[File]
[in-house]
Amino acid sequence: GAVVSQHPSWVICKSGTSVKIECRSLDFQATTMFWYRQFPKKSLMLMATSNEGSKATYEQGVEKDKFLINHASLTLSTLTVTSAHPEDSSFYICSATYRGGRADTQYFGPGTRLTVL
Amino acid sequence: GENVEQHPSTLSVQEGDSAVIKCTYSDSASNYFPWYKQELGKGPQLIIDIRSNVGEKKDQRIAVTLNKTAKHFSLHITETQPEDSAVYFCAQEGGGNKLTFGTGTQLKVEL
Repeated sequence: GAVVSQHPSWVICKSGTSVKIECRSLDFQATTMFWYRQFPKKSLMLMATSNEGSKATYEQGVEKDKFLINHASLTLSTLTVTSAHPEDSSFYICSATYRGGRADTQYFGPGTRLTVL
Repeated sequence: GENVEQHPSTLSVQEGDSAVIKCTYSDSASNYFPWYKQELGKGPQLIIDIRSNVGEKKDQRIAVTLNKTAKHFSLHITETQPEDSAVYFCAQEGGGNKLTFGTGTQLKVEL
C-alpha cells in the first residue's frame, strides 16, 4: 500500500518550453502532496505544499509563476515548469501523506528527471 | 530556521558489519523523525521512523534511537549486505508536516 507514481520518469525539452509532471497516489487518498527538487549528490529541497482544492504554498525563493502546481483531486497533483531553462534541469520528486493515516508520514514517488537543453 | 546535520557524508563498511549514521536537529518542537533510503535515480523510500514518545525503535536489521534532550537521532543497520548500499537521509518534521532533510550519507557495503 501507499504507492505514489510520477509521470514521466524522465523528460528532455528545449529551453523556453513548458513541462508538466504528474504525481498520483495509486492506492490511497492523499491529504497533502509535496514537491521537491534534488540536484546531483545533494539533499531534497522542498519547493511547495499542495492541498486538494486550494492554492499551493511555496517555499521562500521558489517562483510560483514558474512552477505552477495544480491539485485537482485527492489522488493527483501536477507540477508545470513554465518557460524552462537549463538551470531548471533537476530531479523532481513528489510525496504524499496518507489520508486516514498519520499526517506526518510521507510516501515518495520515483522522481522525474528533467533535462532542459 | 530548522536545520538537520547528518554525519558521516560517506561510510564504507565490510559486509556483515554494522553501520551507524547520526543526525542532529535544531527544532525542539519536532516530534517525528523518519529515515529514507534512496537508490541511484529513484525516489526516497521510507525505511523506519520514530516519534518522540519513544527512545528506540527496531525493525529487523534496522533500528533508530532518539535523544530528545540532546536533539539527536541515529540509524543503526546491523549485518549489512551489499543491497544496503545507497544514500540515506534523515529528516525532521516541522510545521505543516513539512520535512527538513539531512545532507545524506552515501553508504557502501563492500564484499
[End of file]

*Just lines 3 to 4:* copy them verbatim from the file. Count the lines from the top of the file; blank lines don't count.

Amino acid sequence: GENVEQHPSTLSVQEGDSAVIKCTYSDSASNYFPWYKQELGKGPQLIIDIRSNVGEKKDQRIAVTLNKTAKHFSLHITETQPEDSAVYFCAQEGGGNKLTFGTGTQLKVEL
Repeated sequence: GAVVSQHPSWVICKSGTSVKIECRSLDFQATTMFWYRQFPKKSLMLMATSNEGSKATYEQGVEKDKFLINHASLTLSTLTVTSAHPEDSSFYICSATYRGGRADTQYFGPGTRLTVL